Identifying a NORE involved in nitrosative stress response establishes a foundation for determining a mechanistic pathway of NO sensing in C. albicans. The 12-bp sequence TATTACCGTCGG, located about −230 bp from the YHB1 translation start site, is presently the only known cis-acting element involved in NO regulation in C. albicans. Mass spectrometry analysis identified five putative transcription factors that may have had specific affinity for the NORE sequence in vitro.
Several findings show that one of these five factors, CTA4, is required for NO signaling in C. albicans. When the five putative transcription factor genes were separately deleted, only the cta4Δ/cta4Δ homozygous deletion mutant manifested a decline in resistance to nitrosative stress. Exposing cta4Δ/cta4Δ cells to various NO sources decreased the growth rate and drastically reduced induction of YHB1 gene expression. ChIP results also indicated that the Cta4p protein localizes at the YHB1 regulatory region in vivo.
Data on CTA4
outside of this work are sparse. CTA4
was first isolated in a one-hybrid assay in S. cerevisiae
during a screen for a C. albicans trans
-activating regulator of pyruvate decarboxylase gene expression (21
). Later, various microarray studies reported that transcription of CTA4
is upregulated by exposure to nitrosative stress (19
) or growth in whole human blood (14
) and downregulated upon adherence to polystyrene (30
). The closest homolog for Cta4p in S. cerevisiae
is Oaf1p, an oleate receptor which heterodimerizes with Pip2p to activate peroxisomal β-oxidation genes for breaking down fatty acids (4
), but the C. albicans cta4
Δ mutant is able to utilize oleic acid as the sole carbon source, indicating that this gene does not regulate β-oxidation (M. Ramirez and M. Lorenz, unpublished observations). The next closest homolog among S. cerevisiae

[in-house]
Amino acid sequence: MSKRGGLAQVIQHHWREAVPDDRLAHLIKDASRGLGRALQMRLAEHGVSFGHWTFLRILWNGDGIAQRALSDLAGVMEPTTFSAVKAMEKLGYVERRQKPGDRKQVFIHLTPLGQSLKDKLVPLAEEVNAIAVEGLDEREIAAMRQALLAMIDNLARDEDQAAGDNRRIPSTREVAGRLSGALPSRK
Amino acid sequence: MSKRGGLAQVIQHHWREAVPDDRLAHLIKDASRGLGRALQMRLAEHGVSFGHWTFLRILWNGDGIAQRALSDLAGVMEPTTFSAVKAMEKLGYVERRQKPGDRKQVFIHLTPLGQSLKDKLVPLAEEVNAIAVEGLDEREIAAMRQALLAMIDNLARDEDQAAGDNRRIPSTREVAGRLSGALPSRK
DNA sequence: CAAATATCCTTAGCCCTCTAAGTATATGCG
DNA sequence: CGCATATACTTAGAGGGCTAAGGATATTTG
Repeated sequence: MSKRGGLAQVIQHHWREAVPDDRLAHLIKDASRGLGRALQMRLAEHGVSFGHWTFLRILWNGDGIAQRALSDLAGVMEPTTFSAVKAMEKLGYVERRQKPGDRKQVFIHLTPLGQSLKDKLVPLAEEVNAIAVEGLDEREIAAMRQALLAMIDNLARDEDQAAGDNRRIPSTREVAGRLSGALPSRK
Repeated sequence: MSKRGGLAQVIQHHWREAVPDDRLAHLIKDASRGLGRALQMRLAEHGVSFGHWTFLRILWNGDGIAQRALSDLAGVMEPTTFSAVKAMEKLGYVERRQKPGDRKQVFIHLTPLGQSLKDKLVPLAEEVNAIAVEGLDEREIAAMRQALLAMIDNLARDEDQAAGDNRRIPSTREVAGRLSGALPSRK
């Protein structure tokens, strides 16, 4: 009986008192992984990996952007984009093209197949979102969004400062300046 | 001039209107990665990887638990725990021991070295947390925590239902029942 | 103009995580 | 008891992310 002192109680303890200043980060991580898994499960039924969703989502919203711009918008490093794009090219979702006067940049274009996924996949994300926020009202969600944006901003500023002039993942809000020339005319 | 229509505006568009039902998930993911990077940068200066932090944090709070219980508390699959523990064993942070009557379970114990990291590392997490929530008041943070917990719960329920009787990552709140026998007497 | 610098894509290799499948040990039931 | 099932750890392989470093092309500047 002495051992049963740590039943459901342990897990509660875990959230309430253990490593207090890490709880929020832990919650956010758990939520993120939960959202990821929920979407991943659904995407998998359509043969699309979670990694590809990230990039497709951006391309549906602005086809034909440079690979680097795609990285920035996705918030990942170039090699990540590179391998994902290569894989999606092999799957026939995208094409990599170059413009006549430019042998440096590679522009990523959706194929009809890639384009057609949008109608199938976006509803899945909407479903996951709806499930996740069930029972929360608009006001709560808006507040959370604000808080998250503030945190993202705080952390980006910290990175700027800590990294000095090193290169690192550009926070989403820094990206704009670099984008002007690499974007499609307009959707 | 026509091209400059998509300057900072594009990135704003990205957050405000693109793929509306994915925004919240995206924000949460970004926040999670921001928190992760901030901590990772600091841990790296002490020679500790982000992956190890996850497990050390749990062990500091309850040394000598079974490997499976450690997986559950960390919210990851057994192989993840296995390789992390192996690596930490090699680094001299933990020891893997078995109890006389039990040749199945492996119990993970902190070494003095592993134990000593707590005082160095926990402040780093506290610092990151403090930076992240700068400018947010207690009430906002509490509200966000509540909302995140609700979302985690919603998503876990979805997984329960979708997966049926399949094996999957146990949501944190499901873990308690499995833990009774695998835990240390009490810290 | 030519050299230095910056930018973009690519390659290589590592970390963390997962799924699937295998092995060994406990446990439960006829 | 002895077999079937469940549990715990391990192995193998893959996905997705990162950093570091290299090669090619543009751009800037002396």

proteins is Hap1p, a heme-responsive factor which binds DNA as a homodimer and is involved in oxygen regulation (52
Cta4p belongs in the Zn(II)2-Cys6 transcription factor family, a group of proteins unique to fungi, whose members bind DNA by means of a binuclear cluster of six cysteine residues that coordinate two zinc atoms. The C. albicans
genome is predicted to have genes for 77 of these factors (7
). The prototype for this class of proteins is the well-studied transcription factor Gal4p in S. cerevisiae
. The protein structure typically contains three domains: a DNA-binding domain almost always located at the N terminus, a central region believed to regulate the transcriptional activation activity of the factor, and an acidic activation domain at the C terminus (29
). Zn(II)2-Cys6 transcription factors function as homodimers, heterodimers, or sometimes monomers. Their cognate DNA binding sites often have CGG pairs that may be oriented as direct, inverted, or everted repeats. The spacing between these repeats varies widely between different proteins and is often a critical factor in recognition by a specific transcription factor (47
). The NORE sequence TATTACCGTCGG fits this archetype in that it contains an everted CGG repeat, but it also has the additional palindromic sequence TATTA. It may be comparable to Hap1p binding sites in S. cerevisiae
, which have similar, conserved TA-rich sequences that interact with the N terminus of Hap1p between the CGG direct repeats (23
Along with Cta4p, four other putative transcription factors from this zinc binuclear cluster family demonstrated in vitro affinity to NORE-coated magnetic particles: Zcf29p, Zcf36p, War1p, and Stb5p. Presently, we have no further evidence that these four transcription factors are biologically relevant to NO regulation. Their binding to the NORE could merely be an artifact of the artificial binding conditions, or they may have redundant functions in NO regulation that are not apparent when only one gene is eliminated at a time. The functions of the ZCF29
genes, which are also the closest homologs of CTA4
in the C. albicans
genome, are currently unknown. C. albicans WAR1
is known to provide resistance to the weak acid sorbate, a phenotype similar to its homolog in S. cerevisiae